While concerns about teen sexuality are nothing new, experts say cell phone technology has changed the game. “Teenagers have always been highly-charged sexual beings,” said Mark Dunay, a clinical social worker at Harbor Counseling Associates in Plymouth. “But the whole notion of propriety and what’s OK and what isn’t has been blurred.”

“When you combine that with the natural inclination to forward and share information, you’re in trouble,” he said.

Critics of the decision to charge students in such cases have called the response an overreaction, citing laws that would force those convicted to register as sex offenders, sometimes for distributing pictures of themselves.
But Laurie Myers, president of Community Voices, a group aimed at educating the public and tightening sex offender laws, said it’s up to parents to explain that sexting is illegal.

“I doubt very much that any of the district attorneys in Massachusetts, unless there were serious issues, would try to pin those charges on a kid,” she said. “Someone needs to sit down and say, ‘Look, this is what could happen to you, and it will be out of our control.’”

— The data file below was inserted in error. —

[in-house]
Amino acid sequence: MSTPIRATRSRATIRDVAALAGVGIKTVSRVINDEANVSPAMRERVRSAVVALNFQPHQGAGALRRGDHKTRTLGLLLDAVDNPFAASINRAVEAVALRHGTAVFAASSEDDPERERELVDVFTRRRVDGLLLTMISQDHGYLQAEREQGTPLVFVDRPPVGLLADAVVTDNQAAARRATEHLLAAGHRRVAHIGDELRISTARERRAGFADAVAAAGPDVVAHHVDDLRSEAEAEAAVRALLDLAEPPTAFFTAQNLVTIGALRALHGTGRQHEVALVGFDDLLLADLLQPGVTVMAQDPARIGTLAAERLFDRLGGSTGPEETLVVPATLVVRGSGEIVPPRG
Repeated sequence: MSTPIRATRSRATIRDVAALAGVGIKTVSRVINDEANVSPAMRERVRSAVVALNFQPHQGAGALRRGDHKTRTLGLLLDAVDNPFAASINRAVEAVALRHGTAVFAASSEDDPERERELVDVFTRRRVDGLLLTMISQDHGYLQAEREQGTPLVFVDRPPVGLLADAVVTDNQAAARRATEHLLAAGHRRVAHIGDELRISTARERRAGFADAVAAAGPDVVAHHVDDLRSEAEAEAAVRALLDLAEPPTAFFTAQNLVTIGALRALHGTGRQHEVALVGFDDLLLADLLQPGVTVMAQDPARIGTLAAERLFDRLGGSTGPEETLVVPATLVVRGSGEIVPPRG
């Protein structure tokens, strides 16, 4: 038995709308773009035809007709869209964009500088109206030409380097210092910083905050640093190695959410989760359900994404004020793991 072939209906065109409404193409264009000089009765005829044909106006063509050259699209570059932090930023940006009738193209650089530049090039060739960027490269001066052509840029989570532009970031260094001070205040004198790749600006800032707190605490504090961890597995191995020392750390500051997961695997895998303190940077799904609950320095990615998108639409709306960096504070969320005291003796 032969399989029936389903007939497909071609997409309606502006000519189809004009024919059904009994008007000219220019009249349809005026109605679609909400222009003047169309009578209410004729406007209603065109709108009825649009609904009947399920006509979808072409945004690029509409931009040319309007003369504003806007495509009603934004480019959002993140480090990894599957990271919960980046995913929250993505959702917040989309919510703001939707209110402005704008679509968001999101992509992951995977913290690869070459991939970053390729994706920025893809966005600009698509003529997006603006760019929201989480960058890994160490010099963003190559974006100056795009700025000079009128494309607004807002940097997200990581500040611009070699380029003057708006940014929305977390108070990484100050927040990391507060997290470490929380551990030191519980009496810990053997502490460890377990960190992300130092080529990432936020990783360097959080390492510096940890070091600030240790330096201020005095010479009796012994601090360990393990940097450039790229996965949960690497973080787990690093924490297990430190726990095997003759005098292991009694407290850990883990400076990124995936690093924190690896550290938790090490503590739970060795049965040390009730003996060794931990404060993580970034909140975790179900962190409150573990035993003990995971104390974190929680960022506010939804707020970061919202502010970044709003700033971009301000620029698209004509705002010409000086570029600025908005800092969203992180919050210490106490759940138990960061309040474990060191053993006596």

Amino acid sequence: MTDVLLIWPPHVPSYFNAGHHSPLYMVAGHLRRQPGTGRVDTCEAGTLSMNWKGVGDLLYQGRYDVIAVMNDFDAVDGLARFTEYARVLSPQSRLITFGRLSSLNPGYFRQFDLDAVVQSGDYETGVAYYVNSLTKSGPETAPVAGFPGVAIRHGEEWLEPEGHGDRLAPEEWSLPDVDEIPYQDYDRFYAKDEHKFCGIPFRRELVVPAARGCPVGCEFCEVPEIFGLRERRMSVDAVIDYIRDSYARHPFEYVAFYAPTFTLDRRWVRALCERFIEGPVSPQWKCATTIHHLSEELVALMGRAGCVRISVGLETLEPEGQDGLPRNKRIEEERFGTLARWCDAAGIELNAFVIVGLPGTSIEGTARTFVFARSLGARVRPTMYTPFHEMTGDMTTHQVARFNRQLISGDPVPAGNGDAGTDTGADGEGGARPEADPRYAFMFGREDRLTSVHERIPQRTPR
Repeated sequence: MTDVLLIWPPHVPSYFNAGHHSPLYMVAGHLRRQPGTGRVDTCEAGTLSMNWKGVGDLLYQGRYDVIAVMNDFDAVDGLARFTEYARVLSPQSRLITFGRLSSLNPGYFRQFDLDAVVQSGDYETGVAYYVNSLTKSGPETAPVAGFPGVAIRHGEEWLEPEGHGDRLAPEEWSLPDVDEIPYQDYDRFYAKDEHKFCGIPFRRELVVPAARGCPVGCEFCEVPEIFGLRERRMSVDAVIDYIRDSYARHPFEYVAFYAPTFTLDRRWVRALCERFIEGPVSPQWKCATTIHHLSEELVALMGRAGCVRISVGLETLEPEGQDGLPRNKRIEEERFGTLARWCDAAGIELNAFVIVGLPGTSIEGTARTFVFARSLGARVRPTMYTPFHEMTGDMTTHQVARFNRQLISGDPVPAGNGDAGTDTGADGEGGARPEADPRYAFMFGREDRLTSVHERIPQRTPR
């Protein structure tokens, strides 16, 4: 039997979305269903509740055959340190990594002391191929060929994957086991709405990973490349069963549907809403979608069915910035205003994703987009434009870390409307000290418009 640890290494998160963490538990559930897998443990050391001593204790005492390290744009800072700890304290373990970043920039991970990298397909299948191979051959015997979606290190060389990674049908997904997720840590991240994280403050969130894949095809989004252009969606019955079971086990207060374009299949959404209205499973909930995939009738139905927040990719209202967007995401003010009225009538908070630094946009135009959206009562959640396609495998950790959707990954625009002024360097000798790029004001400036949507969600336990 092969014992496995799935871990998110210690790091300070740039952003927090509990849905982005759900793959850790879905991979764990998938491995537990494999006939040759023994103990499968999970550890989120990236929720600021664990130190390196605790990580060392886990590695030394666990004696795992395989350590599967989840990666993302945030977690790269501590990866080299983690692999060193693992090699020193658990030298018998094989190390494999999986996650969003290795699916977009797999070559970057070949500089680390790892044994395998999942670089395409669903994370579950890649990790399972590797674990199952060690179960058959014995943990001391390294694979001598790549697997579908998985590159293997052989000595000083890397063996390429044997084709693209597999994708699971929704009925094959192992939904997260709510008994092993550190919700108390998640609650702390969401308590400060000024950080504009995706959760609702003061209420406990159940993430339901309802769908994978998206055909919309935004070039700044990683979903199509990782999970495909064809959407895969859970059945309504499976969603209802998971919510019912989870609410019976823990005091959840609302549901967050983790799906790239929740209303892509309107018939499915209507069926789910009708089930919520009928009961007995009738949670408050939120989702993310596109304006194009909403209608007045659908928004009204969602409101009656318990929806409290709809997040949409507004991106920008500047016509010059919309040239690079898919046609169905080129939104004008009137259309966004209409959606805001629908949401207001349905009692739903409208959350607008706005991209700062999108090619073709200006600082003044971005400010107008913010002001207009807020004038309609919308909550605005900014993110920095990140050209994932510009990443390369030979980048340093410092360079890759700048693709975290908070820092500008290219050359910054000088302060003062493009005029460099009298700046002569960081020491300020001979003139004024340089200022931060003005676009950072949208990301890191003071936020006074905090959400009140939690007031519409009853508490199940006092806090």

Parents could curb some cases simply by monitoring cell phone use, Greene said.
“We’re giving them the cell phones when they still don’t have an understanding of the criminal and the social and emotional impact,” she said. “It’s like giving them the tools without the instruction book.”

Reprinted with permission of Kaitlin Keane from the Patriot Ledger
Patriot Ledger writer Kaitlin Keane may be reached at

Wednesday, December 9, 2009

A Walk To Remember

All alone, she walks on her way home from school just as she has done so many times before. It seems like just another day. She knows the neighborhood, the path to and from school, and even waves to a neighbor or two along the walk, but today’s walk is different. Today, she will be faced with a life changing encounter.